The Forum brought together more than 700 participants - leading experts in sustainable development, representatives of the Ukrainian government, the business sector of Ukraine and the EU, non-government organizations, UN programmes, as well as diplomatic officials and journalists.
Over the course of two days, the participants discussed Ukraine's transition to a green economy, financing the country's post-war reconstruction, and conditions for sustainable recovery of Ukrainian cities.
The joint work resulted in the formation of the main principles of the Green Strategy of Ukraine for the next 20 years. The strategy will be based on the principles of sustainability, taking into account the requirements of European and Euro-Atlantic integration, international partnership, and current challenges. It is a set of initiatives, a clear roadmap, and a practical action plan that will be presented to the Ukrainian government.
"Formalistic business compliance with ESG standards does not guarantee the transition to a green economy, as it only meets the expectations of financial institutions. To succeed in the long term, you need to focus on the constantly changing values of your customers. Ultimately, the principles of sustainable development are becoming decisive and add competitive advantages to the company. At the same time, compliance with these principles means significant costs. This requires either consumer awareness and the ability to pay conditional premiums for sustainable development, as is the case in Western societies, or government support through a system of motivational, regulatory and fiscal instruments. These are the issues that the government should focus on at the macroeconomic level," Vitaliy Kovalenko, Director of Sustainability and Environmental Management Department of Metinvest Group, said.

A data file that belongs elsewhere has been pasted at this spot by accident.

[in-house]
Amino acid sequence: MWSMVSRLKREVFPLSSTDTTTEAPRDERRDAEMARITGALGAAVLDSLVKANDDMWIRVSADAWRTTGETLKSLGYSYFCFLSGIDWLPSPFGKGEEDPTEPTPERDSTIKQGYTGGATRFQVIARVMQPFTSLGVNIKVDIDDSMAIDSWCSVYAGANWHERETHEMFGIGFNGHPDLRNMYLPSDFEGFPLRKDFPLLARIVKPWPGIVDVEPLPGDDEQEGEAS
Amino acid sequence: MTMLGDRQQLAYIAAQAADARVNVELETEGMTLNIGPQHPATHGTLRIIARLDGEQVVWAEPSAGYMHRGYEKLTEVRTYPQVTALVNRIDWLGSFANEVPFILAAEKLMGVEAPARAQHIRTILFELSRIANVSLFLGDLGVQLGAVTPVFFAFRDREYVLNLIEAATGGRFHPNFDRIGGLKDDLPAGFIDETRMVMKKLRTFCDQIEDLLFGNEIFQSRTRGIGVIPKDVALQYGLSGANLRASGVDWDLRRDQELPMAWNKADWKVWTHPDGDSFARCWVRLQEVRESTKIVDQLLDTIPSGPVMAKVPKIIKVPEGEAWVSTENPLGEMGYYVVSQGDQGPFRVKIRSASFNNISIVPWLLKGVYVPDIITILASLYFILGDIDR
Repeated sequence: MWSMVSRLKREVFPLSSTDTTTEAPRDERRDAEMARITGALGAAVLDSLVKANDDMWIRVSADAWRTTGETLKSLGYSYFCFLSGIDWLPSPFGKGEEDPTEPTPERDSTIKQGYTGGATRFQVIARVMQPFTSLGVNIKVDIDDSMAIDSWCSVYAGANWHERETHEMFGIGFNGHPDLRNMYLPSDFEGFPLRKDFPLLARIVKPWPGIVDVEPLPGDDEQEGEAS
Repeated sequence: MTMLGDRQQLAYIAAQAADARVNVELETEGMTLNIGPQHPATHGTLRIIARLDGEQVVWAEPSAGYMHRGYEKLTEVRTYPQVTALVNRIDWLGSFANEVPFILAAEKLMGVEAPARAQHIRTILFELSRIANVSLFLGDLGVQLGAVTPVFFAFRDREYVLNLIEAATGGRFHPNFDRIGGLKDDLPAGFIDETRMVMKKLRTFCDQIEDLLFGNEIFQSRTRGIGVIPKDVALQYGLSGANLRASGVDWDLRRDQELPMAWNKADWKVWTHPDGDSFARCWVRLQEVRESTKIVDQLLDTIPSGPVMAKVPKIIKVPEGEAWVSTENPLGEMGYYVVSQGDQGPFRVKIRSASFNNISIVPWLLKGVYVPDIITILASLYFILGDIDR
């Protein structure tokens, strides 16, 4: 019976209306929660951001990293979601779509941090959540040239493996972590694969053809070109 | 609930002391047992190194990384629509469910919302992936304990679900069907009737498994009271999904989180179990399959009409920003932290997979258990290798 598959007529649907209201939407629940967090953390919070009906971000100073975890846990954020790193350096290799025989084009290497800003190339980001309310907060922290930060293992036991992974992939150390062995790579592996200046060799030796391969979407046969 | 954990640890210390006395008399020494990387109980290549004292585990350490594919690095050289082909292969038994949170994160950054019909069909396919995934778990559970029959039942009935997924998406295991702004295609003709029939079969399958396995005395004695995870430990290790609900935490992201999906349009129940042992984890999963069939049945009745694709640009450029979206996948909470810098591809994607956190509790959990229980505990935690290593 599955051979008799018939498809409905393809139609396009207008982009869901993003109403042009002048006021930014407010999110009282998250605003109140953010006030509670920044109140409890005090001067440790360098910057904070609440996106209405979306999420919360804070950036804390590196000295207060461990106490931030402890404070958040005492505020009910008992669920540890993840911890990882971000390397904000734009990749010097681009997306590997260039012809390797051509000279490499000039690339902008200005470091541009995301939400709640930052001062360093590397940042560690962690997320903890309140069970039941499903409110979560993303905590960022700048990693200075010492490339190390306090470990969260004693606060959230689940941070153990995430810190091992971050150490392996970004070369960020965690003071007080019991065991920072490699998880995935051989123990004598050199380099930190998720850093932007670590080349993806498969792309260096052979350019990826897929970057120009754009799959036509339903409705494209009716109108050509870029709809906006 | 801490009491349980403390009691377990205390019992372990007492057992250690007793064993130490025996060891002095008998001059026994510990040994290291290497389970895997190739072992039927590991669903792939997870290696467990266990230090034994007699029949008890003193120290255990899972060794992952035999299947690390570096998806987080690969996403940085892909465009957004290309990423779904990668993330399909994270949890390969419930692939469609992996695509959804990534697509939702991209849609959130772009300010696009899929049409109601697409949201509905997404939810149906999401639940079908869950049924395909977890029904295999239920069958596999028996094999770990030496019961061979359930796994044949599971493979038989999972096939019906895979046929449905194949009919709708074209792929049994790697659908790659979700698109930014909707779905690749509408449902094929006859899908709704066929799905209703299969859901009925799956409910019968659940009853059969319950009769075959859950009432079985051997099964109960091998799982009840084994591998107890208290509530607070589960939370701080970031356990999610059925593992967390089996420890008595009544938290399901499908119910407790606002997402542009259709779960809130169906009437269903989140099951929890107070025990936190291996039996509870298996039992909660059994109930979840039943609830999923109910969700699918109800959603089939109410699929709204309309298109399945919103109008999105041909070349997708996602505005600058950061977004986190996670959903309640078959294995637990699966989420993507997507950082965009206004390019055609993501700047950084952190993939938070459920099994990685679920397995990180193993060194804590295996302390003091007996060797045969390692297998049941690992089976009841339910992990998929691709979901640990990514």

The National Bank of Ukraine believes that Ukraine's recovery should now be in line with ESG standards, as this will significantly save resources in the future.
"The banking sector is an intermediary in the distribution of financial resources, and when approving business projects, special attention is paid to compliance with non-financial standards. The world is ready to provide funds to those companies that are mentally prepared to comply with environmental, social and management principles, which in turn opens up many opportunities," Kateryna Rozhkova, First Deputy Governor of the NBU, said.
At the same time, the Ministry of Economy of Ukraine emphasises that the plan for Ukraine's green transition, which is being developed by the Ministry, cannot be implemented without consolidating efforts with the public sector and business.
"Adherence to the principles of sustainable development will contribute to a faster recovery of the Ukrainian economy in the post-war period," Oleksiy Sobolev, Deputy Minister of Economy of Ukraine, said.
In The Hague, the Forum participants discussed the impact of the global green agenda and the development of Ukraine's recovery plan in line with the principles of a circular economy.
In particular, Dimitri Gvindadze, Head of Climate Strategy and Regional Development at the European Bank for Reconstruction and Development (EBRD), noted that the recovery of Ukraine is one of the main priorities of the bank as the largest investor in the country. In his opinion, it is important to make a green transition in Ukraine at all levels - from production to taxation.
The Forum is organised by the Association of Sustainable Development Experts (ASDE). It is an independent non-governmental organisation established in April 2020 to foster a culture of sustainability in society through advocacy, education, international cooperation and high-quality interaction between business and government sector.